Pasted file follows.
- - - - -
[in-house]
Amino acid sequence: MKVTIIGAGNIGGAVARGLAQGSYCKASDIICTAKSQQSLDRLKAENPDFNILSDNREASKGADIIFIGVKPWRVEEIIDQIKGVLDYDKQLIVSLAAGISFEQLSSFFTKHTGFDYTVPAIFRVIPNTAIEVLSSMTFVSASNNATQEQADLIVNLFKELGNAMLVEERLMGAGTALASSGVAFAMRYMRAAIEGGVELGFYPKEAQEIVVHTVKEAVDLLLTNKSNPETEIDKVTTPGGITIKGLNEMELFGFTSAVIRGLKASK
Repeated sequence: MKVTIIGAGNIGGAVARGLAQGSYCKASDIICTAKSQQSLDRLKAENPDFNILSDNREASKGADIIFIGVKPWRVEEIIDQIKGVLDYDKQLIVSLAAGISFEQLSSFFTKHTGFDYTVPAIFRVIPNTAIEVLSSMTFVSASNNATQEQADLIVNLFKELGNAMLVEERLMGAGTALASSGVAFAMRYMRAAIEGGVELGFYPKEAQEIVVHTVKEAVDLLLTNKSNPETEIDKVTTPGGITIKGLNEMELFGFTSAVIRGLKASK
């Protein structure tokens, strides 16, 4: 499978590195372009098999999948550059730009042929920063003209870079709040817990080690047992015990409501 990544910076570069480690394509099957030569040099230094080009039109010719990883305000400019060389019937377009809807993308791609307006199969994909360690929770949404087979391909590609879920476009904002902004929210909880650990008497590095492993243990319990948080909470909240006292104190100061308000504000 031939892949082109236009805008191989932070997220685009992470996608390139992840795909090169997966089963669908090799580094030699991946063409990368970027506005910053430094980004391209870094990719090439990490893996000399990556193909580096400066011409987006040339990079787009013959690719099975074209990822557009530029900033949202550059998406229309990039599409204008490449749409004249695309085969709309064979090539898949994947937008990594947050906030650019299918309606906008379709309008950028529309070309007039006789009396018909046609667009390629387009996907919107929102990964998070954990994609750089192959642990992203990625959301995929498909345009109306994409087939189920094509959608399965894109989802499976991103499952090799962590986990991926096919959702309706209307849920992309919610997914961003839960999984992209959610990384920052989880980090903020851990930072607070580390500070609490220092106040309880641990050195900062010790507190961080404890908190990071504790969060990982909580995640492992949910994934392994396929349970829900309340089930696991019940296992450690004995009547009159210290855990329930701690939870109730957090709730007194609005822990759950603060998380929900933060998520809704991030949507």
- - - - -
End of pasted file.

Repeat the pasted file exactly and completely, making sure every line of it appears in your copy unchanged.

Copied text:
[in-house]
Amino acid sequence: MKVTIIGAGNIGGAVARGLAQGSYCKASDIICTAKSQQSLDRLKAENPDFNILSDNREASKGADIIFIGVKPWRVEEIIDQIKGVLDYDKQLIVSLAAGISFEQLSSFFTKHTGFDYTVPAIFRVIPNTAIEVLSSMTFVSASNNATQEQADLIVNLFKELGNAMLVEERLMGAGTALASSGVAFAMRYMRAAIEGGVELGFYPKEAQEIVVHTVKEAVDLLLTNKSNPETEIDKVTTPGGITIKGLNEMELFGFTSAVIRGLKASK
Repeated sequence: MKVTIIGAGNIGGAVARGLAQGSYCKASDIICTAKSQQSLDRLKAENPDFNILSDNREASKGADIIFIGVKPWRVEEIIDQIKGVLDYDKQLIVSLAAGISFEQLSSFFTKHTGFDYTVPAIFRVIPNTAIEVLSSMTFVSASNNATQEQADLIVNLFKELGNAMLVEERLMGAGTALASSGVAFAMRYMRAAIEGGVELGFYPKEAQEIVVHTVKEAVDLLLTNKSNPETEIDKVTTPGGITIKGLNEMELFGFTSAVIRGLKASK
């Protein structure tokens, strides 16, 4: 499978590195372009098999999948550059730009042929920063003209870079709040817990080690047992015990409501 990544910076570069480690394509099957030569040099230094080009039109010719990883305000400019060389019937377009809807993308791609307006199969994909360690929770949404087979391909590609879920476009904002902004929210909880650990008497590095492993243990319990948080909470909240006292104190100061308000504000 031939892949082109236009805008191989932070997220685009992470996608390139992840795909090169997966089963669908090799580094030699991946063409990368970027506005910053430094980004391209870094990719090439990490893996000399990556193909580096400066011409987006040339990079787009013959690719099975074209990822557009530029900033949202550059998406229309990039599409204008490449749409004249695309085969709309064979090539898949994947937008990594947050906030650019299918309606906008379709309008950028529309070309007039006789009396018909046609667009390629387009996907919107929102990964998070954990994609750089192959642990992203990625959301995929498909345009109306994409087939189920094509959608399965894109989802499976991103499952090799962590986990991926096919959702309706209307849920992309919610997914961003839960999984992209959610990384920052989880980090903020851990930072607070580390500070609490220092106040309880641990050195900062010790507190961080404890908190990071504790969060990982909580995640492992949910994934392994396929349970829900309340089930696991019940296992450690004995009547009159210290855990329930701690939870109730957090709730007194609005822990759950603060998380929900933060998520809704991030949507």